NSM vibration isolation critical to neuronal measurement

When air tables, stacked air tables, and active electronic vibration-isolation systems failed to reduce vibrations to a level allowing measurement of neuronal brain activity for researchers at Georgetown University Medical Center (Washington, D.C.), professor Jian-Young Wu and colleagues were able to implement a negative-stiffness vibration-isolation system from Minus K Technology (Inglewood, CA) to isolate vibrations down to the required level of 1 Hz.

Apr 1st, 2009
Th Nsm Vib 01

When air tables, stacked air tables, and active electronic vibration-isolation systems failed to reduce vibrations to a level allowing measurement of neuronal brain activity for researchers at Georgetown University Medical Center (Washington, D.C.), professor Jian-Young Wu and colleagues were able to implement a negative-stiffness vibration-isolation system from Minus K Technology (Inglewood, CA) to isolate vibrations down to the required level of 1 Hz.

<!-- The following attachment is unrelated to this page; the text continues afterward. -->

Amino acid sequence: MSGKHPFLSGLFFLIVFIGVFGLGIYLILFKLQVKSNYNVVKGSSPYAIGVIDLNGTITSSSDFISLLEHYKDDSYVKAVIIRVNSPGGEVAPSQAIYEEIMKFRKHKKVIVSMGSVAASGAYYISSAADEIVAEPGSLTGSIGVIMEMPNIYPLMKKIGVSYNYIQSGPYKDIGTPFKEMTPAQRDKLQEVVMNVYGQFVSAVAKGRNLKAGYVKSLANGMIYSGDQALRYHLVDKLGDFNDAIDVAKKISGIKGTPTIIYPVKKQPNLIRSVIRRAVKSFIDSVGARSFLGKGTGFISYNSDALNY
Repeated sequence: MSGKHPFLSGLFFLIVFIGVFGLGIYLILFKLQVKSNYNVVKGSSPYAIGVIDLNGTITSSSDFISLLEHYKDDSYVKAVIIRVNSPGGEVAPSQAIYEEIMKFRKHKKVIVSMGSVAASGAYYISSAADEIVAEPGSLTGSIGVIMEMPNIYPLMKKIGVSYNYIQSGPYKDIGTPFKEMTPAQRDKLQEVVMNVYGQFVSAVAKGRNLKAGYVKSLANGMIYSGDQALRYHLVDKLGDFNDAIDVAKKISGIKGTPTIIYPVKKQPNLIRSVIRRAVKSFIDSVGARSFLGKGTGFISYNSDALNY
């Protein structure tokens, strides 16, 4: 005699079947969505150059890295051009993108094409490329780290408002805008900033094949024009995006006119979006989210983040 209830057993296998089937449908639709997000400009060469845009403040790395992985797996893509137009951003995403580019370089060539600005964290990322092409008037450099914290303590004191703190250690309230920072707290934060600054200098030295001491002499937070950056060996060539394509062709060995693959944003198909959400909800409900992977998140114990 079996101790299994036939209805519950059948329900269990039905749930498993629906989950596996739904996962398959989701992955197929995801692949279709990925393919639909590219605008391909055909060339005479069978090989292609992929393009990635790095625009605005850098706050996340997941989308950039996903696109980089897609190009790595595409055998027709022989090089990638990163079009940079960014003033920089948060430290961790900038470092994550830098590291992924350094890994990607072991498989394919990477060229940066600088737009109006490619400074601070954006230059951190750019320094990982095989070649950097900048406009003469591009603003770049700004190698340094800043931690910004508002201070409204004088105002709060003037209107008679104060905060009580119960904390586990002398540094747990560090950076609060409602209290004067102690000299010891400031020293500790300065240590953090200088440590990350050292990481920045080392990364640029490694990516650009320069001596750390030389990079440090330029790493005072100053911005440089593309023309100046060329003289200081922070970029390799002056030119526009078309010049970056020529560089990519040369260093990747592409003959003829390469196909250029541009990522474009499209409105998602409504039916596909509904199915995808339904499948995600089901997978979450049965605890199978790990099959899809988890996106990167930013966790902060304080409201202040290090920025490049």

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Wu’s team uses voltage-sensitive dye imaging that visualizes patterns in the brain’s cortex. Neocortical columns–containing as many as 60,000 neurons–correspond to a sensory stimulus input to the human body. When imaged in motion, patterns such as spiraling waves can be seen during epileptic seizures and in the heart during cardiac fibrillation, shedding light on the relationship of brain patterns to trauma and disease. Because voltage-sensitive dye signals are small (typically a 0.1% to 1.0% change in illumination intensity), extreme vibration isolation is required to exclude external vibrations from air conditioning or ambulatory movement of lab personnel, insuring that only the neuronal fluctuations are imaged. Contact David Platus at david@minusk.com.

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